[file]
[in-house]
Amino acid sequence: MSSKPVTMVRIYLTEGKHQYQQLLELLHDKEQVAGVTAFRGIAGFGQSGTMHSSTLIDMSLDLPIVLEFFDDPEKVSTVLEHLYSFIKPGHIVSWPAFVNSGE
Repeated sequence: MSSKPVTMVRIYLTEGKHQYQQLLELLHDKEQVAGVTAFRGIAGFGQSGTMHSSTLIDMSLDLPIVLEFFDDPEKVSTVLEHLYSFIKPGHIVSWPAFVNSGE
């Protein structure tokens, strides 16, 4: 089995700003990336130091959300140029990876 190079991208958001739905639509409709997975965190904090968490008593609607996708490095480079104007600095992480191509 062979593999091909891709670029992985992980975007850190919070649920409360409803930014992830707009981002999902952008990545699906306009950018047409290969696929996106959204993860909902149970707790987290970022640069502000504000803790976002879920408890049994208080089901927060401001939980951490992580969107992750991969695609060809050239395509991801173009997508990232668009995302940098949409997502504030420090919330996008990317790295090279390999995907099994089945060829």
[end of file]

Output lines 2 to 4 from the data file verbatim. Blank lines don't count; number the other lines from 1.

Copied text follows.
Amino acid sequence: MSSKPVTMVRIYLTEGKHQYQQLLELLHDKEQVAGVTAFRGIAGFGQSGTMHSSTLIDMSLDLPIVLEFFDDPEKVSTVLEHLYSFIKPGHIVSWPAFVNSGE
Repeated sequence: MSSKPVTMVRIYLTEGKHQYQQLLELLHDKEQVAGVTAFRGIAGFGQSGTMHSSTLIDMSLDLPIVLEFFDDPEKVSTVLEHLYSFIKPGHIVSWPAFVNSGE
């Protein structure tokens, strides 16, 4: 089995700003990336130091959300140029990876 190079991208958001739905639509409709997975965190904090968490008593609607996708490095480079104007600095992480191509 062979593999091909891709670029992985992980975007850190919070649920409360409803930014992830707009981002999902952008990545699906306009950018047409290969696929996106959204993860909902149970707790987290970022640069502000504000803790976002879920408890049994208080089901927060401001939980951490992580969107992750991969695609060809050239395509991801173009997508990232668009995302940098949409997502504030420090919330996008990317790295090279390999995907099994089945060829």